There are conflicting reports as to whether AUD-induced intestinal permeability is long-lasting, which is relevant to potential microbiome interventions. Several studies have shown that AUD-mediated increases in intestinal permeability reverse following alcohol abstinence (Maccioni et al. 2020; Ohlsson et al. 2019; Flux and Lowry 2020; Peirce and Alvina 2019). Alcohol-associated intestinal permeability was also reversed in rodent models through the application of probiotics (Lactobacillus Rhamnosus) (Forsyth et al. 2009) and the administration of microbial metabolites such as SCFAs. Increased intestinal permeability can allow for LPS to cross the gut epithelium and activate downstream immunological pathways. Monocytes from humans with ALD also exhibit priming for the release of cytokines (Hunt and Goldin 1992). An increase of TNF-alpha, IL-6, and IL-8 have also been documented in AUD patients (Leclercq et al. 2014). This topic has been extensively reviewed by Leclerq et al. and others (Leclercq et al. 2017).
Altogether, alcohol use has a significant impact on the microbiome and downstream inflammatory pathways involved in liver and comorbid CNS disease severity. Preclinical supplementation of microbes and microbial metabolites such as SCFAs suggests that microbiome-related treatments could provide several avenues to develop novel therapies for AUD and liver-related comorbidities. While there may not be one AUD-related microbiome, further exploration of the gut-brain axis and AUD may contribute to harm reduction and improve behavioral outcomes.
Opioids and the Microbiome
Despite being an effective analgesic, the rewarding and euphoric effects of opioids reinforce early use and the negative emotional and physical outcomes related to withdrawal considerably increase abuse liability (Koob 2020). These properties have led to a public health crisis with high rates of relapse (Smyth et al. 2010) and approximately 150 opioid-overdose related deaths per day CDC/NHS (2020). Many treatments have been explored to reduce the negative outcomes related to opioids, however few studies have explored the role of the microbiome in opioid use. Some of the first points of contact for opioids are in the gut. Opioid receptors are widely expressed throughout the gastrointestinal tract on neurons within the myenteric and submucosal plexus (Galligan and Akbarali 2014). Activation of µ-receptors (mu) by opioids reduces gut motility and leads to opioid-induced constipation, one of the main complaints of those using opioids to manage pain (Camilleri et al. 2017; Argoff 2020). Clinically, studies have documented compositional shifts in the gut microbiota in individuals using opioids (Akbarali and Dewey 2019; Bell et al. 2009; Xu et al. 2017; Acharya et al. 2017). Dysbiosis induced by chronic opioid use is also linked to central opioid tolerance, acceleration of disease progression (Meng et al. 2015b), and immune modulation (Sacerdote 2006; Liang et al. 2016). Concurrent prescription of opioids and antibiotics or other prescription medicines may result in an additive effect on the microbiome and gut-brain communication Simpson et al. (2020). These preliminary observations support the need for more studies evaluating the role of the gut microbiome in opioid use disorder (OUD) progression and severity, as well as the potential use of the microbiome in the prediction and treatment of OUD.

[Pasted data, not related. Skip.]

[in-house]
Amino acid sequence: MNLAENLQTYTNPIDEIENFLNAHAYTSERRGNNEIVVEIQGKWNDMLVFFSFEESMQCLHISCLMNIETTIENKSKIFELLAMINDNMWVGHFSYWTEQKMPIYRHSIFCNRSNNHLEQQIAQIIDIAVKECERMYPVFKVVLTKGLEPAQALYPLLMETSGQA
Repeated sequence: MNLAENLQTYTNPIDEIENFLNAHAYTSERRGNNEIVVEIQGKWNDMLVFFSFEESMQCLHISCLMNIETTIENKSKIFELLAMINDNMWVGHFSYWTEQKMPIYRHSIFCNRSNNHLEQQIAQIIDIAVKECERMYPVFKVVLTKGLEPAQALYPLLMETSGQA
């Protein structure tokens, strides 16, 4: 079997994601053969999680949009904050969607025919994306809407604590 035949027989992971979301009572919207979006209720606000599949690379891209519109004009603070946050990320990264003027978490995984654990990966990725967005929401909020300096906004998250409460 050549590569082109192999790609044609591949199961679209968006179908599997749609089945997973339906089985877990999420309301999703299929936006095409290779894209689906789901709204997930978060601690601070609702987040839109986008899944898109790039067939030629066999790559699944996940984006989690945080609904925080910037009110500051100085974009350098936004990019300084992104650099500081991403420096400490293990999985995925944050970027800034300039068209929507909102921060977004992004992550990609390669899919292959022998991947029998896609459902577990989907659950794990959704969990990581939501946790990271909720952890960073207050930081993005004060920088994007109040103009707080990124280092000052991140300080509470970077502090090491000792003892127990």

Opioid Use and Microbes
Preclinical models have identified that differences in gut microbiome composition are associated with route and schedule of opioid exposure. Rodents passively exposed to opioids via implanted morphine pellets exhibit elevated abundance of Firmicutes (Banerjee et al. 2016). Mice exposed to morphine passively demonstrated increases in gram-positive Enterococcus faecalis, a normal commensal that can cause sepsis and other infections if introduced to the bloodstream. Remarkably, blockade of the peripheral receptors attenuate community changes and resulting inflammatory pathways related to this microbe (Wang et al. 2018a). Intermittent morphine treatment significantly decreases the relative abundances of Lactobacillus spp. and increases Ruminococcus spp.; however, these taxa were unaffected following uninterrupted morphine treatment, suggesting that repeated opioid withdrawal bouts compound microbial changes in relation to OUD. In contrast, sustained but not intermittent morphine treatment increases the genus Clostridium (Lee et al. 2018a). Mice that receive chronic opioids exhibit an increase in proinflammatory genus Staphylococcus, Enterococcus, and Proteobacteria, and decreases in the abundance of beneficial genus Bacteriodales, Clostridiales, and Lactobacillales (Akbarali and Dewey 2019). Method of delivery, schedule of administration and model are involved in microbial shifts that are observed; however, an increase in inflammation and decrease in anti-inflammatory microbes appears to be a common result of opioid abuse as well as other drugs of abuse.